What Will a Change in the White House Mean for Maryland Nursing Home Arbitration Contracts?

When Joe Biden is sworn into the office of the President of the United States, there are going to be some major changes. Indeed, he and President Trump clashed on many of the most important issues facing the country. However, one very important issue that got relatively little attention was how a Biden administration might impact Maryland nursing home arbitration agreements.

Arbitration is a way for litigants to settle a claim out-of-court. Instead of filing a case in court and letting a judge or jury decide the outcome, in arbitration, a neutral arbitrator hears the evidence and issues a binding decision. While this may seem good in theory, it often works in favor of nursing homes, who get to choose the forum and are intimately familiar with the rules of arbitration. Additionally, there are generally very few ways to appeal an arbitrator’s decision, limiting a resident’s ability to obtain any form of judicial review. For these reasons, and others, many nursing home residents end up at a major disadvantage when they are forced to arbitrate their claims.

During the Obama administration, the Centers for Medicare and Medicaid Services precluded nursing homes from asking residents to sign pre-admission arbitration contracts. The reasoning behind this was that nursing home residents and their families may not be in a position to negotiate the terms of the agreement, and would likely just accept them, even if they are against their interest.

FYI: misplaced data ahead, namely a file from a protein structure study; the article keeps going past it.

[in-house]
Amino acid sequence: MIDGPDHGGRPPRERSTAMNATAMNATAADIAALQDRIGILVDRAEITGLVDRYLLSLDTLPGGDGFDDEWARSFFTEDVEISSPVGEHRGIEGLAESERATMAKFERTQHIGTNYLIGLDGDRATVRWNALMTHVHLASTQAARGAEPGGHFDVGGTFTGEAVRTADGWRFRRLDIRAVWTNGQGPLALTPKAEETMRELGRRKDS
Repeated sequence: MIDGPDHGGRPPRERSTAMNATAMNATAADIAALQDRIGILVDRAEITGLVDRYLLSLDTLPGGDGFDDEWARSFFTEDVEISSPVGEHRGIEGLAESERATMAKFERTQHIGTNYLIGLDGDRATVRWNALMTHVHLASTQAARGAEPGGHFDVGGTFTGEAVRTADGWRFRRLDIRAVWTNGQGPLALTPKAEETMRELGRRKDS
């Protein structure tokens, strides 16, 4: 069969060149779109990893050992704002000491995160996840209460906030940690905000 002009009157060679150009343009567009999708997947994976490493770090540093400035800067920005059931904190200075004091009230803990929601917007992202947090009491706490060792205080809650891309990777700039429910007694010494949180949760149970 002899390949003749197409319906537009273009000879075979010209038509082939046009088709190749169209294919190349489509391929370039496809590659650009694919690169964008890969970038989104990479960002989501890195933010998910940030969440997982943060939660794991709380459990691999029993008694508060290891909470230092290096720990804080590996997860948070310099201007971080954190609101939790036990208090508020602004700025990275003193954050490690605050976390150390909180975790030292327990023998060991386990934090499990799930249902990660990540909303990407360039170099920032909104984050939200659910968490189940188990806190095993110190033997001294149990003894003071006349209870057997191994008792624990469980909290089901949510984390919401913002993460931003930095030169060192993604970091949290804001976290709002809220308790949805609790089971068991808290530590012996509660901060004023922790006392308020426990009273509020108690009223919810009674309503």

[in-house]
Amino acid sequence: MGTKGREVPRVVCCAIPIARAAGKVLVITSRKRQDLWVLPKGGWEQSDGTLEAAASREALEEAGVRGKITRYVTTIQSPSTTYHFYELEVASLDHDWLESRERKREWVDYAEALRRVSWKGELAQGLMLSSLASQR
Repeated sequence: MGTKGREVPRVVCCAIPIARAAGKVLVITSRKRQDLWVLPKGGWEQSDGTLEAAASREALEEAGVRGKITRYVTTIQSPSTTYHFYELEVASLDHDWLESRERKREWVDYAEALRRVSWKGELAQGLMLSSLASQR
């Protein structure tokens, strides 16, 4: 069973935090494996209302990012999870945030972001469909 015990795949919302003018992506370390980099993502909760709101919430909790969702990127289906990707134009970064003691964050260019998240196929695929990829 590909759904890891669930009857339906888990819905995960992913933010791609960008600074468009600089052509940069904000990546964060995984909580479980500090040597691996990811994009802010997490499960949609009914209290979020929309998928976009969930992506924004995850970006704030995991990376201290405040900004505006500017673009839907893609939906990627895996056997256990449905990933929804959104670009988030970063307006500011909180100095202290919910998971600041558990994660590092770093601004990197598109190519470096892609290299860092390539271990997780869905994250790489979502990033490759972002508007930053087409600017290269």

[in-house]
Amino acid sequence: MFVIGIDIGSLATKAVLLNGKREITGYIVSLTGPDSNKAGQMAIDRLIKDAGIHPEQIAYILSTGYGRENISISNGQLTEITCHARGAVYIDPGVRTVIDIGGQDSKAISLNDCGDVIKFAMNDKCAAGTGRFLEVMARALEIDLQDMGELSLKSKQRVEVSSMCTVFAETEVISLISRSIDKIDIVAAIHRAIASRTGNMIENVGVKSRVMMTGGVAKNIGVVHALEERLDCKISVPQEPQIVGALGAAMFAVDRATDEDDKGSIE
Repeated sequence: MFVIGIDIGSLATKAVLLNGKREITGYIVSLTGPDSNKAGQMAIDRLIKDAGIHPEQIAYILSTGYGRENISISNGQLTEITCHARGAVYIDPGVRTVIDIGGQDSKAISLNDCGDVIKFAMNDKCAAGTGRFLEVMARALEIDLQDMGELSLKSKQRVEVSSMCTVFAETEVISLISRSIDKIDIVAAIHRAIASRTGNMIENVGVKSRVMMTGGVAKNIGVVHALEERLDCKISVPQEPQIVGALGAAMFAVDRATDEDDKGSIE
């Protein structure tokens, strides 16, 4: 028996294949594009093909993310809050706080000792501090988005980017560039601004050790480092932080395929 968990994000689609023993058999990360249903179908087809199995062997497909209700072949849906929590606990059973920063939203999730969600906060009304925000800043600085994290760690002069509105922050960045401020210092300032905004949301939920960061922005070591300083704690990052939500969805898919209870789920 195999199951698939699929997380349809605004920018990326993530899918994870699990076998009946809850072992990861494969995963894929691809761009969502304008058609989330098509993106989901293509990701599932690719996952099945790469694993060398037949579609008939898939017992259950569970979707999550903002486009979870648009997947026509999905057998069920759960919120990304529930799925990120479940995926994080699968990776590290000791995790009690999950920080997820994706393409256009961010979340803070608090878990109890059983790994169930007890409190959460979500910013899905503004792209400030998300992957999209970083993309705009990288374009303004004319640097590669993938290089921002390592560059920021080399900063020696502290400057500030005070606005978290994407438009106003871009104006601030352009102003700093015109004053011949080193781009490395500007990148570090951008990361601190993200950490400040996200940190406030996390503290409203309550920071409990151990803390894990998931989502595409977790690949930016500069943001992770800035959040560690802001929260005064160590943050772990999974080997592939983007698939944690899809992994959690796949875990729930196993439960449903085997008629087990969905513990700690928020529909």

However, during the Trump administration, this rule was reversed, and nursing homes were once again allowed to use pre-admission arbitration contracts. However, President-Elect Joe Biden has indicated that he believes the right thing to do is to go back to the Obama-era rule, precluding pre-admission arbitration contracts. According to the Biden Harris campaign website, President-Elect Biden plans to “Reinstate the Obama-Biden Administration’s ban on forced arbitration agreements, that limit residents’ ability to seek recourse in the case of harm or death resulting from facility negligence.” Of course, given the realities of politics, it remains to be seen if the rule prohibiting pre-admission arbitration contracts will come back, but it does give some hope to families dealing with instances of Maryland nursing home abuse and neglect.

Importantly, even absent the Obama-era rule, not all nursing home admission contracts are valid. Those interested in learning more should reach out to a dedicated Maryland nursing home injury lawyer for assistance.

Is Your Loved One Being Forced to Arbitrate a Maryland Nursing Home Abuse or Neglect Claim?

If you have a loved one in a Maryland nursing home or long-term care facility, and you are concerned that they are being abused or neglected, reach out to the dedicated injury advocates at Lebowitz & Mzhen, LLC. At Lebowitz & Mzhen, we work closely with our clients and their families to hold negligent and abusive nursing homes accountable for the harm they caused. To learn more, and to schedule a free consultation, call 800-654-1949 today. Calling is free, and we will not bill you unless we can help you recover compensation for what you’ve been through.

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